Humans’ age-old agricultural activities have contributed, in the course of history, to the creation of a large pool of biodiversity. Since the 1950s, however, due to economic pressure and intensive urbanisation, drastic genetic erosion of old landraces and cultivars took place and actions for collecting, evaluating and conserving them became, and still are, urgently needed. Data show that about 50 per cent of the main native livestock breeds (cattle, pig, sheep, goat and poultry) in the EU-15 countries are either extinct or classed as endangered or critical (EEA, 2006).
Biological and genetic diversity in agriculture is essential for the sustainable development of agricultural production and of rural areas. Genetically poorly diversified agricultural areas are indeed more threatened by environmental stresses and disasters; besides, genetically diversified food offers a greater variety of nutrients useful for good general health and resistance to disease. The necessary measures should be taken to collect, conserve, characterise and utilise the potential of that biodiversity in a sustainable way to promote the global aims of the CAP. The conservation and sustainable use of genetic resources in agriculture is one of the objectives of the CBD. It is also a major objective of the FAO’s Global Plan of Action for the Conservation and Sustainable Utilisation of Plant Genetic Resources for Food and Agriculture and it is a key topic of the International Treaty on Plant Genetic Resources for Food and Agriculture.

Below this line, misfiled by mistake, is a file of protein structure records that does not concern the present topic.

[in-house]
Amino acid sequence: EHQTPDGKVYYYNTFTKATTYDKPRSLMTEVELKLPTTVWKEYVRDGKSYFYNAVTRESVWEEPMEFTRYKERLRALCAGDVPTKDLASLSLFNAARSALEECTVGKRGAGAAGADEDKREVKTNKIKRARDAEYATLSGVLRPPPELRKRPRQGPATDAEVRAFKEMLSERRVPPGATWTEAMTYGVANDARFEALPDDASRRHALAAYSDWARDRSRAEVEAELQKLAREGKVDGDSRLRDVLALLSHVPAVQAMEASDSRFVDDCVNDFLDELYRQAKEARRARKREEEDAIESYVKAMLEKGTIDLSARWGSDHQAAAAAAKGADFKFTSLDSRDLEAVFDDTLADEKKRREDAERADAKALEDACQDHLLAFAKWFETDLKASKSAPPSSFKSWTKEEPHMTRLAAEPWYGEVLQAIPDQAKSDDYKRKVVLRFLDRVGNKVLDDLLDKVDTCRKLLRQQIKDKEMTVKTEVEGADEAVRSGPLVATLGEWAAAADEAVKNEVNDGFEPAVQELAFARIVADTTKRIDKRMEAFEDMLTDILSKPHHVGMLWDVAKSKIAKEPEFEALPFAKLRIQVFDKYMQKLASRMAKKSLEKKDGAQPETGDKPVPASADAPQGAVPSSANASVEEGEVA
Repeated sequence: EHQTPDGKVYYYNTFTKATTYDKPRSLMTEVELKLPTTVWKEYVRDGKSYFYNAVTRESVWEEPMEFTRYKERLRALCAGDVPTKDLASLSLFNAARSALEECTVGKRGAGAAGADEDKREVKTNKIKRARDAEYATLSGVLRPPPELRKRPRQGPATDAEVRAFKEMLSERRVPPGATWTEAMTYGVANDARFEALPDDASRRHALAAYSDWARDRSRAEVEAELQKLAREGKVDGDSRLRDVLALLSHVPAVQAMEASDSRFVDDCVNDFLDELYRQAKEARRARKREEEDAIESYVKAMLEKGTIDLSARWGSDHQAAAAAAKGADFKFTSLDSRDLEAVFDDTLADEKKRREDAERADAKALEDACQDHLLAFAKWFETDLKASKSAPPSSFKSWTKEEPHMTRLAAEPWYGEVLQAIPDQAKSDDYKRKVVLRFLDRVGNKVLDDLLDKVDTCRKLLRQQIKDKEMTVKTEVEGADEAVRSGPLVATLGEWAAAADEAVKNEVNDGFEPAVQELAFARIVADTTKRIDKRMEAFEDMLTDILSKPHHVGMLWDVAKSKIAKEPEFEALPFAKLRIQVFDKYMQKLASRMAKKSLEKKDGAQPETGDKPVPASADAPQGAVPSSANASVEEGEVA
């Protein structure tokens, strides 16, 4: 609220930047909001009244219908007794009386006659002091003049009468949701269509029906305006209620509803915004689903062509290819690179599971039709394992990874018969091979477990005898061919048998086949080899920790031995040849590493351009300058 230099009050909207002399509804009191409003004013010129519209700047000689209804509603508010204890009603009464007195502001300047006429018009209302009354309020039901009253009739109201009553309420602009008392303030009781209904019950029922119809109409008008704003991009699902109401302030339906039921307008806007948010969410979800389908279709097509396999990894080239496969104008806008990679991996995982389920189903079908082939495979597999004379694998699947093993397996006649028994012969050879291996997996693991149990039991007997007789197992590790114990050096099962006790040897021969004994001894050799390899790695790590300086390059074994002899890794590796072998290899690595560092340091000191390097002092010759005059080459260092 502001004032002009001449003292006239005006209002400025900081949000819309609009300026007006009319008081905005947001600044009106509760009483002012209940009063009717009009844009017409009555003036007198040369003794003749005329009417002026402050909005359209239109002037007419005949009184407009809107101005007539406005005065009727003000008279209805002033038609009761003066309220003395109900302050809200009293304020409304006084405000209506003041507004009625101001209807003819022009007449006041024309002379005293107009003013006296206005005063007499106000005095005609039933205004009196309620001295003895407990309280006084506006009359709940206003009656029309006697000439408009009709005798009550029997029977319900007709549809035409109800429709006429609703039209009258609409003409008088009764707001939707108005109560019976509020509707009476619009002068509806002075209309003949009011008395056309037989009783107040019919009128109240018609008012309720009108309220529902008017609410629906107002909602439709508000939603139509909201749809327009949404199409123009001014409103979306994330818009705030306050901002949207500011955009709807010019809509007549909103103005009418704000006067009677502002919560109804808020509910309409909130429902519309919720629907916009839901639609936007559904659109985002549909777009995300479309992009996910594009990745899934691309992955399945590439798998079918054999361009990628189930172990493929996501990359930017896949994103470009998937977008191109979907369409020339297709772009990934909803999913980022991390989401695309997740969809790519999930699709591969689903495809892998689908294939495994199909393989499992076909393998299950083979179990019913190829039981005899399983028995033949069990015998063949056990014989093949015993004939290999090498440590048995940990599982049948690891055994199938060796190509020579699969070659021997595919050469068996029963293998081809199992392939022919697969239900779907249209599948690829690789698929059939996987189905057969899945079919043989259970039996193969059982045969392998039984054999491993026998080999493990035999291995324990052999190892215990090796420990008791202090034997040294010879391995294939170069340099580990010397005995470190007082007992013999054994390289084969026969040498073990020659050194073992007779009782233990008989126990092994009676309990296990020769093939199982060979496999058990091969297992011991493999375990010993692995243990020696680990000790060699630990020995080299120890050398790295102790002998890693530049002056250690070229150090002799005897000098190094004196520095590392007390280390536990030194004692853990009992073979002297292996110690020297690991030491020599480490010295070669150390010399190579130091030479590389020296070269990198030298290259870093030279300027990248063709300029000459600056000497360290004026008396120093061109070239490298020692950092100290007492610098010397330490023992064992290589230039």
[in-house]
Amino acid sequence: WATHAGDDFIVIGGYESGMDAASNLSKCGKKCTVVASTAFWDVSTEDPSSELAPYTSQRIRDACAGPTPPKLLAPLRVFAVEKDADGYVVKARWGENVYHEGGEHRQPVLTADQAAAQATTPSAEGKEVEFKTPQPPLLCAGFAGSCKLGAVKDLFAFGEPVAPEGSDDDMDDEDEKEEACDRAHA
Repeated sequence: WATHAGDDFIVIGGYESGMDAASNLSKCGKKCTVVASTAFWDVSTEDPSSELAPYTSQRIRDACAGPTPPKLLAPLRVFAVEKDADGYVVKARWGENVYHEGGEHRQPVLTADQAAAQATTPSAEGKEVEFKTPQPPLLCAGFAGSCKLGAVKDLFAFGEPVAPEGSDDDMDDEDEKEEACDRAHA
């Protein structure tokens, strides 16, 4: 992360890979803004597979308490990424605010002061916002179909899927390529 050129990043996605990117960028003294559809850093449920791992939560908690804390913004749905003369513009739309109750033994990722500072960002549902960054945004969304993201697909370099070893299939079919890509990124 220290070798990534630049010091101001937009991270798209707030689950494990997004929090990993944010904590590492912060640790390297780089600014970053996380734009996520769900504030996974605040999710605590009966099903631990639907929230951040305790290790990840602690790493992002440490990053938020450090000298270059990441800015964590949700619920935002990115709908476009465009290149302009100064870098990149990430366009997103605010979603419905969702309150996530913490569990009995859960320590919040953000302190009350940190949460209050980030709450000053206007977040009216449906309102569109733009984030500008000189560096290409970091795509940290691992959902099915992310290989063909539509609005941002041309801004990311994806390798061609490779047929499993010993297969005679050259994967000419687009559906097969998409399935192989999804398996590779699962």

Coordinated actions at Belgian level (including regional level) must be set up for a better, safe conservation strategy for the genetic diversity that is essential for food and agriculture. The conservation of agricultural genetic diversity is to be achieved through in situ conservation of local species, varieties, domestic animal breeds and microbial life forms with actual or potential value. Actions should also be taken to improve the development of adequate gene banks useful for the ex situ conservation of genetic resources for food and agriculture. Such conservation requires an adequate system of economic and social incentives, combined with increased consumer awareness. The Regions take the conservation of breeds and varieties into consideration in their agri-environment measures. Ongoing initiatives cover, among other things, the establishment of private orchards, the safeguarding of poultry varieties and a programme to promote the rearing of the “Blanc-Bleu mixte” breed of cattle and the “mouton ardennais roux” breed of sheep in Wallonia (in situ conservation) and the establishment of cryo-banks for ruminant rearing in Wallonia (ex situ conservation).
A specific national strategy focusing on the management of agricultural biodiversity should be developed in the first place for coordinating the diverse actions already going on and to promote new ones. All the actions will contribute to the implementation of both the FAO’s Global Plan of Action for the Conservation and Sustainable Utilization of Plant Genetic Resources for Food and Agriculture (PGRFA) and the International Treaty on Plant Genetic Resources for Food and Agriculture that stipulate clearly the implementation of a National Strategy and a National Inventory of plant genetic resources for agriculture.
Furthermore, the importance of biodiversity for food and nutrition should be taken more into account by public health and food chain safety policies and their scientific bodies.